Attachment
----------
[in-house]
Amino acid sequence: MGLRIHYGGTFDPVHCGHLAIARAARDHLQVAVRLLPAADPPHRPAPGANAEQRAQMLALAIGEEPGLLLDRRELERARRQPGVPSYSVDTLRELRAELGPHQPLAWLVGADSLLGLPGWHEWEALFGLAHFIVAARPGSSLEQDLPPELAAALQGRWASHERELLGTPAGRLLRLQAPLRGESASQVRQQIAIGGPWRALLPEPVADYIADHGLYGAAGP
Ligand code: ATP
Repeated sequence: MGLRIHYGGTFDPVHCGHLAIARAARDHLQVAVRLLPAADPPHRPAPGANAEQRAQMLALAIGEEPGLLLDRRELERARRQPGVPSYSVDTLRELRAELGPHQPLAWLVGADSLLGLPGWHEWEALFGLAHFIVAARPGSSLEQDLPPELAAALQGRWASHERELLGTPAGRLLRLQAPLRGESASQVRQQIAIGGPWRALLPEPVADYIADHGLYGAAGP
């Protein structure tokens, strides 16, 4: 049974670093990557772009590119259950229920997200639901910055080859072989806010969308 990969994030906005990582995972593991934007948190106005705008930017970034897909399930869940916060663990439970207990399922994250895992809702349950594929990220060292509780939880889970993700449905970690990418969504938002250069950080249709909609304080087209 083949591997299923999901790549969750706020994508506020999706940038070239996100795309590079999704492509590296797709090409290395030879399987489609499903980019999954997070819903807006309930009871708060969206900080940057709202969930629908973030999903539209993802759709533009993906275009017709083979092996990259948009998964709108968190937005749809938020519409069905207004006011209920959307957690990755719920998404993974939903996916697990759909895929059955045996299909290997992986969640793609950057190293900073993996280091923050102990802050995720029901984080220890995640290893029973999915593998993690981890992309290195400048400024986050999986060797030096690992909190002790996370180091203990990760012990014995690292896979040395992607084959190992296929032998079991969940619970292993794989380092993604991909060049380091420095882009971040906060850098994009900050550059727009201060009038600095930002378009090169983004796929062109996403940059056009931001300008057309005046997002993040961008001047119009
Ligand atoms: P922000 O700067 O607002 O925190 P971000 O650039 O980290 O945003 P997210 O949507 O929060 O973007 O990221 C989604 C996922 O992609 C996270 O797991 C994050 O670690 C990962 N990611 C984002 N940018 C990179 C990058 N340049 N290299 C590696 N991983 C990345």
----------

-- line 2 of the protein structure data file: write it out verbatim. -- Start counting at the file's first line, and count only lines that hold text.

Amino acid sequence: MGLRIHYGGTFDPVHCGHLAIARAARDHLQVAVRLLPAADPPHRPAPGANAEQRAQMLALAIGEEPGLLLDRRELERARRQPGVPSYSVDTLRELRAELGPHQPLAWLVGADSLLGLPGWHEWEALFGLAHFIVAARPGSSLEQDLPPELAAALQGRWASHERELLGTPAGRLLRLQAPLRGESASQVRQQIAIGGPWRALLPEPVADYIADHGLYGAAGP